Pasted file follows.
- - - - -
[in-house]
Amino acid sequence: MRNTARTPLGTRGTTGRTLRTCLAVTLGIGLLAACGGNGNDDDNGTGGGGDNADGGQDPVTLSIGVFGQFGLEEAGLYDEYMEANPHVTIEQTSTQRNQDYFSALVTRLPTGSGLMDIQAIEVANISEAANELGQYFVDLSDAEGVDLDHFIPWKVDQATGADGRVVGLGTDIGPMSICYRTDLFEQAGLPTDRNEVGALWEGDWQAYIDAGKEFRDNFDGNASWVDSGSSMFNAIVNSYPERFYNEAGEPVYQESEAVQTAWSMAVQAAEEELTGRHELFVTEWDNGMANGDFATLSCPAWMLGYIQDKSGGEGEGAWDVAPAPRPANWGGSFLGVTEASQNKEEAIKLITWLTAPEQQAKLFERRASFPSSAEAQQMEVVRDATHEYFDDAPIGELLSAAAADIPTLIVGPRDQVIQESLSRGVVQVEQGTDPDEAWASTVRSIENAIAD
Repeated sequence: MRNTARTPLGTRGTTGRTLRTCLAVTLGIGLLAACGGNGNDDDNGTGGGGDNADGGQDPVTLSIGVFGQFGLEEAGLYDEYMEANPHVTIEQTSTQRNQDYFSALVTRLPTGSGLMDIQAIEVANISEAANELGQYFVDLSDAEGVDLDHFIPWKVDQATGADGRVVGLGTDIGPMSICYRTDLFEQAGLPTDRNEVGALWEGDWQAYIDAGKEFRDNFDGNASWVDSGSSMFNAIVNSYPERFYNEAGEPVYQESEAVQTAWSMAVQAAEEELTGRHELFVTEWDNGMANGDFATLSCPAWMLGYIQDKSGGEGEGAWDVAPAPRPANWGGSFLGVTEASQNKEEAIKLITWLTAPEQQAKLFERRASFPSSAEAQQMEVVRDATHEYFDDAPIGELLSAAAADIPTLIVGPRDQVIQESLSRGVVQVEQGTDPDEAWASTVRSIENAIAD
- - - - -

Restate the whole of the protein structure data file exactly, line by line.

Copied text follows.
[in-house]
Amino acid sequence: MRNTARTPLGTRGTTGRTLRTCLAVTLGIGLLAACGGNGNDDDNGTGGGGDNADGGQDPVTLSIGVFGQFGLEEAGLYDEYMEANPHVTIEQTSTQRNQDYFSALVTRLPTGSGLMDIQAIEVANISEAANELGQYFVDLSDAEGVDLDHFIPWKVDQATGADGRVVGLGTDIGPMSICYRTDLFEQAGLPTDRNEVGALWEGDWQAYIDAGKEFRDNFDGNASWVDSGSSMFNAIVNSYPERFYNEAGEPVYQESEAVQTAWSMAVQAAEEELTGRHELFVTEWDNGMANGDFATLSCPAWMLGYIQDKSGGEGEGAWDVAPAPRPANWGGSFLGVTEASQNKEEAIKLITWLTAPEQQAKLFERRASFPSSAEAQQMEVVRDATHEYFDDAPIGELLSAAAADIPTLIVGPRDQVIQESLSRGVVQVEQGTDPDEAWASTVRSIENAIAD
Repeated sequence: MRNTARTPLGTRGTTGRTLRTCLAVTLGIGLLAACGGNGNDDDNGTGGGGDNADGGQDPVTLSIGVFGQFGLEEAGLYDEYMEANPHVTIEQTSTQRNQDYFSALVTRLPTGSGLMDIQAIEVANISEAANELGQYFVDLSDAEGVDLDHFIPWKVDQATGADGRVVGLGTDIGPMSICYRTDLFEQAGLPTDRNEVGALWEGDWQAYIDAGKEFRDNFDGNASWVDSGSSMFNAIVNSYPERFYNEAGEPVYQESEAVQTAWSMAVQAAEEELTGRHELFVTEWDNGMANGDFATLSCPAWMLGYIQDKSGGEGEGAWDVAPAPRPANWGGSFLGVTEASQNKEEAIKLITWLTAPEQQAKLFERRASFPSSAEAQQMEVVRDATHEYFDDAPIGELLSAAAADIPTLIVGPRDQVIQESLSRGVVQVEQGTDPDEAWASTVRSIENAIAD